I secured a job at Buttress Architects in the summer of 2017 and worked at the leading design practice for five years. I sat my Part 3 exam at Buttress and was fortunate to work with really great people on some really great projects during my time there.

I am now a Senior Architect at Ellis Williams Architects, I am very excited to work with the amazing team at EWA, working within the Manchester office over this next stage of my architectural career.

  1. What do you enjoy the most about being an Architect in Manchester?

Manchester is a city which pays homage to its rich industrial past whilst reflecting vibrant innovative architecture across the city. It is a city with ambition & confidence – this in line with the scale of the city makes it a really exciting place to be able to make a difference.

  1. What was it that made you decide to run for Manchester Society of Architects President?

I became involved in the MSA around 5 years ago. Following studying, qualifying, and working in the city I was keen to give something back by contributing to the future of the city.

For me, becoming the president of the MSA enables the opportunity to work with passionate, intelligent, and creative individuals from varying roles to fulfill our society’s ethos:

to champion and to nuture the current and future architects of Manchester’

To be able to chair a society where we can make a potential impact to the city and its inhabitants is a daunting yet exciting and would encourage everyone to engage and become involved. I’m honored to be following in some renowned footsteps.

  1. What is your favourite Manchester Building?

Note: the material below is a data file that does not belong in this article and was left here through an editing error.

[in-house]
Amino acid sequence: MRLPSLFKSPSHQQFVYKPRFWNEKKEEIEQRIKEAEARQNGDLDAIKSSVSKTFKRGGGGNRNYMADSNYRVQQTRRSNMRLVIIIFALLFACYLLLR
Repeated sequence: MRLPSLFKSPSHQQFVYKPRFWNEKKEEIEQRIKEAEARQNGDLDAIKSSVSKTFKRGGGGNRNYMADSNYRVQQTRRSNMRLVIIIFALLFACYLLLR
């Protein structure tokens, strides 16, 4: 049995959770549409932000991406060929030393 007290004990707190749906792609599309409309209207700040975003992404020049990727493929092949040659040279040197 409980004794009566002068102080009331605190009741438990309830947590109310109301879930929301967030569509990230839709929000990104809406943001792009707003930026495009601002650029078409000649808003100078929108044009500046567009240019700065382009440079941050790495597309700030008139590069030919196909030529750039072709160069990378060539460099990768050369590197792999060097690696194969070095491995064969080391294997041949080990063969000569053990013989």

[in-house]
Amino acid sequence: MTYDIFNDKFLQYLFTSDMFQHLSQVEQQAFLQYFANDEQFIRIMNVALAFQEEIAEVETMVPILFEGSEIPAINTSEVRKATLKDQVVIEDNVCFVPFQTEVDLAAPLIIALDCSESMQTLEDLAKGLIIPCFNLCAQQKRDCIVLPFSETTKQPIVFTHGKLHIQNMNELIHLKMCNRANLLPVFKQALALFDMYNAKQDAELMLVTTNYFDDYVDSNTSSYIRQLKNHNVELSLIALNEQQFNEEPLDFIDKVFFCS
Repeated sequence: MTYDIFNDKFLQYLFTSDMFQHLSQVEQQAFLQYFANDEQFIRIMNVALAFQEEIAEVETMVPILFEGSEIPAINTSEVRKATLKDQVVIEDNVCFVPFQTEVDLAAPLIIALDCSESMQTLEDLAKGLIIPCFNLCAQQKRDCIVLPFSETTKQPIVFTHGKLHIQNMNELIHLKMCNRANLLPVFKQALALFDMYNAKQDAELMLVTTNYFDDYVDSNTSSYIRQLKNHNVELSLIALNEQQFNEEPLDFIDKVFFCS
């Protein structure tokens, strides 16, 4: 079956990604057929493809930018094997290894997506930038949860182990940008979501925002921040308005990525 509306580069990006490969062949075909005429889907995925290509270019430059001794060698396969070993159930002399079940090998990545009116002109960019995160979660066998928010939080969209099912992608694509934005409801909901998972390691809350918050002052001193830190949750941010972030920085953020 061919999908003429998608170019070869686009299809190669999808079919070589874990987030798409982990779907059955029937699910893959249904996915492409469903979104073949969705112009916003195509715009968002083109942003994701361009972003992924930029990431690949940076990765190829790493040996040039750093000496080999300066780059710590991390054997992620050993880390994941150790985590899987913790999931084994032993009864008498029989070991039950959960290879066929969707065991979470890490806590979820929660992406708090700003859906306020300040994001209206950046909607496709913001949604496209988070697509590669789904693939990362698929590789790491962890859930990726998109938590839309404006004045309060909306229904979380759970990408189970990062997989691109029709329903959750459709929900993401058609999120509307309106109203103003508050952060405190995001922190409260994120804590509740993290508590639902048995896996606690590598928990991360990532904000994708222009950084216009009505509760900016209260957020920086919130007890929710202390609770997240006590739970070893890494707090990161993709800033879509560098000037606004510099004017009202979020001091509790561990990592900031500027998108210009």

I have two for different reasons –

Whitworth Art Gallery – The late Victorian building has been beautifully restored with a new elegant extension. I love the projection and connection to Whitworth Park, the reflections of the park back onto the glazing. The building is bold yet sensitive, subtle yet clever.

The Whitworth - new west elevation
The Whitworth - new west elevation

The Express Building – When I first began working in the city my morning walking commute would take me past this striking building. I was taken aback by the chrome curves and tinted glass. A real classy building standing proud on Great Ancoats Street.

Express Building
The Express Building

  1. What advice would you give a young person wanting a career in architecture?

Architecture requires hard work, be prepared for this but is a very rewarding career… Ask the silly questions, explore various practices, embrace criticism, and keep sketching!

  1. What do you do in your spare time?

As much as I love my job, time away from my desk is important. I am a keen runner, last year completing Manchester half marathon, I have my sights set on a European marathon this year! Growing up in the South Lakes, being outdoors is important, I love a long countryside walk!